Focus and concentration are the keys to driving safely.
Distractions can divert your attention from where it’s needed most – the road. Be a role model behind the wheel and don’t drive distracted.
What is Distracted Driving?
Anything that takes your attention and concentration away from operating a vehicle constitutes distracted driving.
In-vehicle distractions include:
- Using an infotainment system in your car
- Texting or talking on a cell phone
- Using GPS and mapping apps
- Passengers and conversations
- Putting on or removing clothing
- Unsecured pets in the vehicle
- Eating, drinking or smoking
- Grooming activities
External distractions include:
- Construction sites and road maintenance crews
- Collision sites and emergency vehicles
- Other driver behaviour
- Street noise
The Impact of Distracted Driving in Manitoba
According to Manitoba Public Insurance (MPI), in 2016 more than 11,000 drivers were involved in collisions due to distracted driving. What’s more, from 2011 through 2015, one in three deaths and one in five serious injuries involved a distracted driver.
It’s illegal to use a hand-held electronic device while driving.
As of November 1, 2018, a first-time violation of the law results in a three-day license suspension. Subsequent offences within 10 years net a seven-day license suspension. At the end of the suspension, drivers must pay a $50 fee to get their license back. Convicted drivers must also pay a $672 fine and receive five demerits on the Driver Safety Rating Scale.
Penalties In Other Provinces
While distracted driving is a serious issue across Canada, fines and punishments vary from one region to another.
A 2016 CAA poll found that Canadians consider texting while driving one of the biggest threats to their personal safety on the road. Yet despite this, 33 per cent of Canadians admit they have texted while stopped at a red light – something they also believe is unacceptable.
Hands Free Is Not Distraction Free
Scientific research in 2015 from the AAA Foundation for Traffic Safety indicates that hands-free is not distraction-free. In fact, attention and reaction time can be delayed for up to 27 seconds after sending a voice-activated text message, dialling a phone number or changing the radio station.
Infotainment systems in cars can also create attention-impairing effects for a driver. For more information about which manufacturer built-in systems are most distracting according to AAA studies, click here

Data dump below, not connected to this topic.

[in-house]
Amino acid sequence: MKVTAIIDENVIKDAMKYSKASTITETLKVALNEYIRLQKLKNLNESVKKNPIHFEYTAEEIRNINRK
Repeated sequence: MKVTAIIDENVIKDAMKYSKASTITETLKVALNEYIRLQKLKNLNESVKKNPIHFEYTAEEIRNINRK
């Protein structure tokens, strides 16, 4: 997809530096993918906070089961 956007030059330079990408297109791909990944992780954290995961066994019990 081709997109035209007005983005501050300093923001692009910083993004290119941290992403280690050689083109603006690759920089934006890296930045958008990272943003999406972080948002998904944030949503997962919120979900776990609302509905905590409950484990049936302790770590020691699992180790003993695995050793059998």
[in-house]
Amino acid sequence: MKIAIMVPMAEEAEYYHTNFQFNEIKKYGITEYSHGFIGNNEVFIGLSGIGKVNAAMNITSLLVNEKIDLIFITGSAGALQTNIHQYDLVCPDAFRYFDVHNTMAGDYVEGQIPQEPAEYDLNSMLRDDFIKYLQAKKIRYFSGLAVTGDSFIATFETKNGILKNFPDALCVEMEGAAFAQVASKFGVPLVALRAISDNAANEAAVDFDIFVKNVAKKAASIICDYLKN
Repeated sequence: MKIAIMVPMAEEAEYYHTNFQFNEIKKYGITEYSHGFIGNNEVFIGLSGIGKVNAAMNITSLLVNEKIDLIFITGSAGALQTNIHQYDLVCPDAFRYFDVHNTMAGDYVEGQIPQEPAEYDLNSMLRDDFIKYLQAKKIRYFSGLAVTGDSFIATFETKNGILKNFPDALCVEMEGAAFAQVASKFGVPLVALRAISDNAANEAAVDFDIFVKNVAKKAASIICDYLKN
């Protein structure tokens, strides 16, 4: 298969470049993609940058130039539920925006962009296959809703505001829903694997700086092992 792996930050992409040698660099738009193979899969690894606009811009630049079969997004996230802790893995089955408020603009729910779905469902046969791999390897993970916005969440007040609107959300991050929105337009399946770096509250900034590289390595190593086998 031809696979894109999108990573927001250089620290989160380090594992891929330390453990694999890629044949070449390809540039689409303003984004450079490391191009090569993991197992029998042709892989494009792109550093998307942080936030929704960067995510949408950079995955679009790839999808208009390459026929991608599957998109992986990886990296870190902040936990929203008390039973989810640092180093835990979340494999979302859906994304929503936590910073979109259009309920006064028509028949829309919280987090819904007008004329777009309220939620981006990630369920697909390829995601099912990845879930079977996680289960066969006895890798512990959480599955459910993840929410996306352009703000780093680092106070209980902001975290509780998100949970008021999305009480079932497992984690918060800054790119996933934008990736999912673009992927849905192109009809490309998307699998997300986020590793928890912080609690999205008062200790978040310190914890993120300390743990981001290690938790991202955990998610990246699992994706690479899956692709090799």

Some distractions inside the car can be prevented.
Before you drive, remember to:
- Put your phone away or set it to driving mode to forward calls to voicemail or auto respond to texts
- Designate a passenger to handle infotainment accessories (ie: radio, DVD player, etc.)
- Stow and secure all loose items in the trunk or other compartments
- Program the GPS or review maps and directions before leaving
- Prepare children with everything they need for the trip
- Pre-set your climate controls and radio
Learning Experience: Distracted Driving 101
According to the AAA Foundation, texting drivers are up to 8 times as likely as non-distracted drivers to be involved in a collision . Drivers talking, either hands-free or using a handheld device, are up to four times as likely to be involved in a collision.
The interactive Distracted Driving 101 event provides high school students with firsthand experience of how texting drastically decreases your ability to drive safely and accurately. Students lap a closed course on go-karts or golf carts with and without using a cell phone, and compare their precision on the track and in their messages. The poor results demonstrate that using a hand-held electronic device significantly reduces their attention and ability to drive – and helps change their mind about getting behind the wheel with a phone in their hand.